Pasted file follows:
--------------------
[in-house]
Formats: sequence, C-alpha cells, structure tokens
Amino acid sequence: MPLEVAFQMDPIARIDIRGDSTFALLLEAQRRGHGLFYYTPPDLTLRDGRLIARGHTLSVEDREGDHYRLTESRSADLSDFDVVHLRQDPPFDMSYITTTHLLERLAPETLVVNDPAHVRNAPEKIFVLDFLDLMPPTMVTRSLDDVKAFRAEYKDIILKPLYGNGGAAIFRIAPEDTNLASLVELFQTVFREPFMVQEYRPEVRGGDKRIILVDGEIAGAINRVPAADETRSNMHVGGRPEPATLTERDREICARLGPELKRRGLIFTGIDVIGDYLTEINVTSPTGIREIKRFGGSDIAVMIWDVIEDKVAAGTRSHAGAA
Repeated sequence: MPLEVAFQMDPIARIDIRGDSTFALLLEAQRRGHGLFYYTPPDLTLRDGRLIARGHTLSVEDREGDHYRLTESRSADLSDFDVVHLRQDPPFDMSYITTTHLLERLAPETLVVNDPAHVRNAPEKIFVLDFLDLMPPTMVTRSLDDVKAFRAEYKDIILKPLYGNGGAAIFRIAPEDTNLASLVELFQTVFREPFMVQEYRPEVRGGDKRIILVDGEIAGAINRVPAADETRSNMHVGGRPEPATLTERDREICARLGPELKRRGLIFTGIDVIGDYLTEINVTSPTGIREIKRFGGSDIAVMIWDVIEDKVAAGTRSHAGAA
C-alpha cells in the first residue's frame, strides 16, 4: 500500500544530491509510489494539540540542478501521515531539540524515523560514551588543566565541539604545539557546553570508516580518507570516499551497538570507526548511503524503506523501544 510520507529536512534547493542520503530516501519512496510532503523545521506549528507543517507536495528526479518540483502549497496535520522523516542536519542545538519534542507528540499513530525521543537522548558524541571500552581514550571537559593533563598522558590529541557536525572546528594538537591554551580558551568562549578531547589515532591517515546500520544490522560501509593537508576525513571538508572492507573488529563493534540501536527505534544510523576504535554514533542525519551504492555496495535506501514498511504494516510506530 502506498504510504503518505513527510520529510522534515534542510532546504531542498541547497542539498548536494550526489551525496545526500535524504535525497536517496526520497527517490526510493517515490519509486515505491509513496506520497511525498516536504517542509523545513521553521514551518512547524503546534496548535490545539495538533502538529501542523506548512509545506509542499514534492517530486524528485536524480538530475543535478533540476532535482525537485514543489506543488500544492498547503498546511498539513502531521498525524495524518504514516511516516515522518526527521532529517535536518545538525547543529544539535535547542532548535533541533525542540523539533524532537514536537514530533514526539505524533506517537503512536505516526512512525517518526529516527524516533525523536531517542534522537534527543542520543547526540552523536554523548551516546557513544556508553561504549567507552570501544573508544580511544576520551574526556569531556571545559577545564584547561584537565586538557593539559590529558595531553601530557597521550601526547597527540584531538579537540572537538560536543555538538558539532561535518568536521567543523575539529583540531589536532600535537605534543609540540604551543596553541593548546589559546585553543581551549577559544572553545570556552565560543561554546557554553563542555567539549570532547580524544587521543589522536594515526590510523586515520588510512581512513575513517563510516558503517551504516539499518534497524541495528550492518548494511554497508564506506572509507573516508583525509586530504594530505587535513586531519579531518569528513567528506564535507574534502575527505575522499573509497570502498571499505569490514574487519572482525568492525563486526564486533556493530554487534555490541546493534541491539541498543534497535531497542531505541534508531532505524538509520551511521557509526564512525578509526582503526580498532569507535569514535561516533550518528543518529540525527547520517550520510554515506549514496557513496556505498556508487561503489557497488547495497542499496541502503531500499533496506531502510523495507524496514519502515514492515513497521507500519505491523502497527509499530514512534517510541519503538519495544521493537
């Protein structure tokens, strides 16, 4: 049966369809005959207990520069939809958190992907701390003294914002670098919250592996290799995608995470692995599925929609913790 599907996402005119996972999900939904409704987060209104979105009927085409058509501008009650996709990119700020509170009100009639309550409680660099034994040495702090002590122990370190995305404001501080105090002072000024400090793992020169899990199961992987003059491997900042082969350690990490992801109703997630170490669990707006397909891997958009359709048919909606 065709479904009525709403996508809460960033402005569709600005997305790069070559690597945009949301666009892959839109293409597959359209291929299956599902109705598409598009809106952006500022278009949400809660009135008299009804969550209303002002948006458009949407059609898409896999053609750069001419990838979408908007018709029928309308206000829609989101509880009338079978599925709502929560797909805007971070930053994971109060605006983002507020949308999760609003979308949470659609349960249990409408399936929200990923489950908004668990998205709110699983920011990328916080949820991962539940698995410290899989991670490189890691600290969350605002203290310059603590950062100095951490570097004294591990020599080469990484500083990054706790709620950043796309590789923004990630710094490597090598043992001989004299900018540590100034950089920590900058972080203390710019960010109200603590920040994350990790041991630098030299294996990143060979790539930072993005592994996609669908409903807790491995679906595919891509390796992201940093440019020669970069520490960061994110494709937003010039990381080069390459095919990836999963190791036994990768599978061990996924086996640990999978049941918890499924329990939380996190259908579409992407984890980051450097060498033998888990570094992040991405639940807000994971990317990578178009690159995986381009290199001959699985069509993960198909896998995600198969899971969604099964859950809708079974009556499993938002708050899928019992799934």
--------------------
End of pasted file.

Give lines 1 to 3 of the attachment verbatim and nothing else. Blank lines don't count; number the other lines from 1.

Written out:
[in-house]
Formats: sequence, C-alpha cells, structure tokens
Amino acid sequence: MPLEVAFQMDPIARIDIRGDSTFALLLEAQRRGHGLFYYTPPDLTLRDGRLIARGHTLSVEDREGDHYRLTESRSADLSDFDVVHLRQDPPFDMSYITTTHLLERLAPETLVVNDPAHVRNAPEKIFVLDFLDLMPPTMVTRSLDDVKAFRAEYKDIILKPLYGNGGAAIFRIAPEDTNLASLVELFQTVFREPFMVQEYRPEVRGGDKRIILVDGEIAGAINRVPAADETRSNMHVGGRPEPATLTERDREICARLGPELKRRGLIFTGIDVIGDYLTEINVTSPTGIREIKRFGGSDIAVMIWDVIEDKVAAGTRSHAGAA